I think Agamon has the right idea of it here. In any edition of D&D, an on-level encounter designed for a party with 4-5 members has the potential to steamroll a party with 2 members. WotC certainly could have done a better job advising DMs on rebalancing the encounters for a small party, but if you have experience DMing prior editions, you should probably realize that something needed to be rebalanced.Two players? Did they have 2 PCs each? Was the encounter balanced for two PCs if not? Even that is a struggle, as less PCs means more swinginess.
I've had a death and a near death in my four sessions of 5e I've run, but nothing near a TPK, especially before anyone can act.
Now, your point is taken - if monsters win surprise and focus their fire, they have the potential to take down a PC or two before those characters get to act (especially squishy wizards, etc.). However, with a properly sized party, the other characters ought to be able to use their actions to win the encounter - if a cleric is still standing (the pregen seems quite likely, with an 18 AC and 11 HP), then the downed characters can be healed and back in the fight. If not, then they could target a few goblins to reduce damage taken (most attacks my players made took the goblins out in one shot), then make healing checks to stabilize their fallen friends.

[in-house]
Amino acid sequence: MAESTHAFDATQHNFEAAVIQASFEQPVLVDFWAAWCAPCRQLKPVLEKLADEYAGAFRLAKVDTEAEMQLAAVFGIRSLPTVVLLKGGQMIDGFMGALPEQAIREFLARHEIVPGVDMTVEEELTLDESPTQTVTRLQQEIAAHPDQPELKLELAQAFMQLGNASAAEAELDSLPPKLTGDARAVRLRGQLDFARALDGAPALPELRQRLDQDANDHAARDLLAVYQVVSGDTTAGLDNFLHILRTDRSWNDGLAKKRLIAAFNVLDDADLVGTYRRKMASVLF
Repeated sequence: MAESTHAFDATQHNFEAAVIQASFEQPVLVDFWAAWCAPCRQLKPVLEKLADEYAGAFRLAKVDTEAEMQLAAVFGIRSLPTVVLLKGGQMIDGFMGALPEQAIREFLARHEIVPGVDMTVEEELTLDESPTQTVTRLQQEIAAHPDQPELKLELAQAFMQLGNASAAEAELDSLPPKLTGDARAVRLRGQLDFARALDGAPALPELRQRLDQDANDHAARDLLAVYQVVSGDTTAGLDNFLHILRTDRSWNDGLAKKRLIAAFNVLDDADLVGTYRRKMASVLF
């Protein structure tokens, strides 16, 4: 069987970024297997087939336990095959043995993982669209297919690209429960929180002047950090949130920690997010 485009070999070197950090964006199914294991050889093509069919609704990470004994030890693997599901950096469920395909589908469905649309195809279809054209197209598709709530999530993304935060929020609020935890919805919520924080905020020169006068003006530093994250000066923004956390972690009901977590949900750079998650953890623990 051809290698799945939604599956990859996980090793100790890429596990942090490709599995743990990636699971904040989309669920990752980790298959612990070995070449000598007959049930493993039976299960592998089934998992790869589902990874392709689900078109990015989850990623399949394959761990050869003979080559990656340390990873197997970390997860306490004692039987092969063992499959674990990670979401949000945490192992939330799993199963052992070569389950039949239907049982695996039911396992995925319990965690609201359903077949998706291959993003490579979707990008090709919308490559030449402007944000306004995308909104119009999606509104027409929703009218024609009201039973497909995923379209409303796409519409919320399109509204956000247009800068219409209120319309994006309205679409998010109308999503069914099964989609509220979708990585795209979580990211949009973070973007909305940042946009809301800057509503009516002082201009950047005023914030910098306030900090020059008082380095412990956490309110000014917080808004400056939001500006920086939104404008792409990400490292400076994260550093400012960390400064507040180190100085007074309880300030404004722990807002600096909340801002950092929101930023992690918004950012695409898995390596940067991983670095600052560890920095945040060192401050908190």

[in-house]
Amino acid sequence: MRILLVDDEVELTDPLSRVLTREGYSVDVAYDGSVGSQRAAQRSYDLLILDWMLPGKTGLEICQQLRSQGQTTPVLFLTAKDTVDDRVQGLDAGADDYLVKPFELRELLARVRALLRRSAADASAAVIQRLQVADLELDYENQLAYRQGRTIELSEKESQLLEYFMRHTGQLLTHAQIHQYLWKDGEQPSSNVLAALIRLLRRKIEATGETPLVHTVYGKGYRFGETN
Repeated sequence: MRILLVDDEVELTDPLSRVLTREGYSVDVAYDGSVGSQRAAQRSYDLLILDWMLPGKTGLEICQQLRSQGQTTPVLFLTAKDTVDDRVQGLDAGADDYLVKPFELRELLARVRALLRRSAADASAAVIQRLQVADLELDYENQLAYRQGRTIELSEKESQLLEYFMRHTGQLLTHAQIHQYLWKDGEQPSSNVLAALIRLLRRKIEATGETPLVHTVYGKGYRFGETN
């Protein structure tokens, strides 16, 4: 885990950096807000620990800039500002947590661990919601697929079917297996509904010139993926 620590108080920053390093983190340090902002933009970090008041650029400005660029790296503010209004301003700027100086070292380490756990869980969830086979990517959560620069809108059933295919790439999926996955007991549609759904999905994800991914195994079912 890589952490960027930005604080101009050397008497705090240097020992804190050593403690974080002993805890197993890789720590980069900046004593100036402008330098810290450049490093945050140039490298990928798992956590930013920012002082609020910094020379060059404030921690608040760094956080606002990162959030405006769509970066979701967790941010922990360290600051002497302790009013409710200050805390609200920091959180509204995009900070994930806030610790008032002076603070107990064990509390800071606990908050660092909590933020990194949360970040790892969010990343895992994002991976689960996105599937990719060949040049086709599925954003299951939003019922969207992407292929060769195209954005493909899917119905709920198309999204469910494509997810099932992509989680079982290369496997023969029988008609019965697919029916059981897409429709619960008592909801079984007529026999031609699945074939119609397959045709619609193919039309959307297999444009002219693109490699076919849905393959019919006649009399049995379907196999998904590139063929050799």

Sidonunspa, I don't think your numbers are quite right. Using the pregens, the highest Passive Perception is 13, and the goblins have a Stealth of +6 (so surprise is fairly likely). They also have +4 to hit and deal 5 damage on average, so it's totally possible that the four focus firing goblins could drop the squishier PCs (Rogue and Wizard) with a few good rolls. I think the real problem is that it sounds like the fallen PCs had no friends around to help them - once you have a friend stabilizing you, death rolls are much harder to fail.Heck I just played last night....
your party must have had a run of horrid luck...
So ren1999, I'd encourage you not to give up on D&D 5E just yet. I think the real culprit wasn't low starting HP, but improper encounter balance, which could have been avoided. According to Mike Mearls' article this week, an encounter of four goblins (50 XP each, x1.5 for outnumbering 2-1) against two level 1 PCs is rated as "Hard," which I think in this context means "risk of PC death," where the original encounter was rated as "Average" for four PCs. If you wanted an "Average" encounter for two level 1 PCs, you would want to pit them against two goblins. Unfortunately, the rest of the adventure would need to be rebalanced the same way, but by using the table it shouldn't be too hard to find appropriate monsters. (Also, keep in mind that an adventure for any other edition would need to be rebalanced the same way for a party half the correct size).
Have a good day!